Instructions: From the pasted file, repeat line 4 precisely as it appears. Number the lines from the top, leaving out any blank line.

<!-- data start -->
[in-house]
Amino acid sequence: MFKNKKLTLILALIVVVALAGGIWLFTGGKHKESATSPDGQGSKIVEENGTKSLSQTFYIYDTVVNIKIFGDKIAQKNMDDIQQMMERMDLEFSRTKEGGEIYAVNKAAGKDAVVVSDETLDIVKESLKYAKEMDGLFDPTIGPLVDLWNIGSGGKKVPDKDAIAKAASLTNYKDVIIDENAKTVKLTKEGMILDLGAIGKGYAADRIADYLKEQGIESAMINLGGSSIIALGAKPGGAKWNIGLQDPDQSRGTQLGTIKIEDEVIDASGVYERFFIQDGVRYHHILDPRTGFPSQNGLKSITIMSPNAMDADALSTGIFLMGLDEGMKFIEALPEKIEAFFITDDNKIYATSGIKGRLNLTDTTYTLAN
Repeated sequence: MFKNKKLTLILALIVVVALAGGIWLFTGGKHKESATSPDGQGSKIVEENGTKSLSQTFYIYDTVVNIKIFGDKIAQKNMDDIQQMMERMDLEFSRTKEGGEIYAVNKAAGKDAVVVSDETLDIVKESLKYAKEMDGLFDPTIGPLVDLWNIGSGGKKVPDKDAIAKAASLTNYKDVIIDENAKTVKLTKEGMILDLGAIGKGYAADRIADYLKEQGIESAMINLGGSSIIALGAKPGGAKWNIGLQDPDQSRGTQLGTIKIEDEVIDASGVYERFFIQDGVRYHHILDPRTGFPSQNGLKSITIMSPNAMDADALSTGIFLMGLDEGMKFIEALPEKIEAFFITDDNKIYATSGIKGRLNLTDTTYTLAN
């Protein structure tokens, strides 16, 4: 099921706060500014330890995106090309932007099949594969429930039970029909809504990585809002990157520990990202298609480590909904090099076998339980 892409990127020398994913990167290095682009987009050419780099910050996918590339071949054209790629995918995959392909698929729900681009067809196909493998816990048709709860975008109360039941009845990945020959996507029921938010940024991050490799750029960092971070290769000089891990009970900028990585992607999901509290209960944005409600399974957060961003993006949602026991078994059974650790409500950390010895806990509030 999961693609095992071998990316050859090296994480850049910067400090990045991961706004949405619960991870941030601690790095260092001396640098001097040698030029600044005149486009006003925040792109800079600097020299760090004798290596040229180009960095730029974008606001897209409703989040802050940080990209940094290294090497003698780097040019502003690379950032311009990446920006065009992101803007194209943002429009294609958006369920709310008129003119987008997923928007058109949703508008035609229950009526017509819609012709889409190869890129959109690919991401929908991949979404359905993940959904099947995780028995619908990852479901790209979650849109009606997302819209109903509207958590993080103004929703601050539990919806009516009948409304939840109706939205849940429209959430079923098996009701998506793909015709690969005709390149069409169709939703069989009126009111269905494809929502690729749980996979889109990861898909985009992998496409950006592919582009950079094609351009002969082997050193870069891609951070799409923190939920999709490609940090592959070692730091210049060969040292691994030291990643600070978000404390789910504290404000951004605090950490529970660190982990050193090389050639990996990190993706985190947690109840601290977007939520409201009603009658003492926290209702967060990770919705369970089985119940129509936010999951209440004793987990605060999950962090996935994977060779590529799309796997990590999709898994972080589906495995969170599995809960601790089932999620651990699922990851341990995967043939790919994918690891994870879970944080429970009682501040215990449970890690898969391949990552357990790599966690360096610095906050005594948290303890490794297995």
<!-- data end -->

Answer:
């Protein structure tokens, strides 16, 4: 099921706060500014330890995106090309932007099949594969429930039970029909809504990585809002990157520990990202298609480590909904090099076998339980 892409990127020398994913990167290095682009987009050419780099910050996918590339071949054209790629995918995959392909698929729900681009067809196909493998816990048709709860975008109360039941009845990945020959996507029921938010940024991050490799750029960092971070290769000089891990009970900028990585992607999901509290209960944005409600399974957060961003993006949602026991078994059974650790409500950390010895806990509030 999961693609095992071998990316050859090296994480850049910067400090990045991961706004949405619960991870941030601690790095260092001396640098001097040698030029600044005149486009006003925040792109800079600097020299760090004798290596040229180009960095730029974008606001897209409703989040802050940080990209940094290294090497003698780097040019502003690379950032311009990446920006065009992101803007194209943002429009294609958006369920709310008129003119987008997923928007058109949703508008035609229950009526017509819609012709889409190869890129959109690919991401929908991949979404359905993940959904099947995780028995619908990852479901790209979650849109009606997302819209109903509207958590993080103004929703601050539990919806009516009948409304939840109706939205849940429209959430079923098996009701998506793909015709690969005709390149069409169709939703069989009126009111269905494809929502690729749980996979889109990861898909985009992998496409950006592919582009950079094609351009002969082997050193870069891609951070799409923190939920999709490609940090592959070692730091210049060969040292691994030291990643600070978000404390789910504290404000951004605090950490529970660190982990050193090389050639990996990190993706985190947690109840601290977007939520409201009603009658003492926290209702967060990770919705369970089985119940129509936010999951209440004793987990605060999950962090996935994977060779590529799309796997990590999709898994972080589906495995969170599995809960601790089932999620651990699922990851341990995967043939790919994918690891994870879970944080429970009682501040215990449970890690898969391949990552357990790599966690360096610095906050005594948290303890490794297995």